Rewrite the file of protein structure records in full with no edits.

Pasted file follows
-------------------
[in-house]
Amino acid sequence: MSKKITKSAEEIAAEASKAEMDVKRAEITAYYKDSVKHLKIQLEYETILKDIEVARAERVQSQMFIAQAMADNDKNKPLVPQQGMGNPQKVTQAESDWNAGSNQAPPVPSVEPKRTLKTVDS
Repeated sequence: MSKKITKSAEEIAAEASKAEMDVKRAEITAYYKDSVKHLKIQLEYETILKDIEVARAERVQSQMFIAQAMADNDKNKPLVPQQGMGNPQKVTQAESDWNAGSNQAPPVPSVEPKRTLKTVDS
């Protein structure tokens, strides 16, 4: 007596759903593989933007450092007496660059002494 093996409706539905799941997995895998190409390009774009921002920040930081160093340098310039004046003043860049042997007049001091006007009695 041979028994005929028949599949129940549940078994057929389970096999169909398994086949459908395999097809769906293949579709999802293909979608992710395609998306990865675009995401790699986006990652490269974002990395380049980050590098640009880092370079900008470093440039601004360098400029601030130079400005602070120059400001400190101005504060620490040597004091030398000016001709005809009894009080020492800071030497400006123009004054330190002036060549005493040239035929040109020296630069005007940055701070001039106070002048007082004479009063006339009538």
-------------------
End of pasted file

[in-house]
Amino acid sequence: MSKKITKSAEEIAAEASKAEMDVKRAEITAYYKDSVKHLKIQLEYETILKDIEVARAERVQSQMFIAQAMADNDKNKPLVPQQGMGNPQKVTQAESDWNAGSNQAPPVPSVEPKRTLKTVDS
Repeated sequence: MSKKITKSAEEIAAEASKAEMDVKRAEITAYYKDSVKHLKIQLEYETILKDIEVARAERVQSQMFIAQAMADNDKNKPLVPQQGMGNPQKVTQAESDWNAGSNQAPPVPSVEPKRTLKTVDS
């Protein structure tokens, strides 16, 4: 007596759903593989933007450092007496660059002494 093996409706539905799941997995895998190409390009774009921002920040930081160093340098310039004046003043860049042997007049001091006007009695 041979028994005929028949599949129940549940078994057929389970096999169909398994086949459908395999097809769906293949579709999802293909979608992710395609998306990865675009995401790699986006990652490269974002990395380049980050590098640009880092370079900008470093440039601004360098400029601030130079400005602070120059400001400190101005504060620490040597004091030398000016001709005809009894009080020492800071030497400006123009004054330190002036060549005493040239035929040109020296630069005007940055701070001039106070002048007082004479009063006339009538």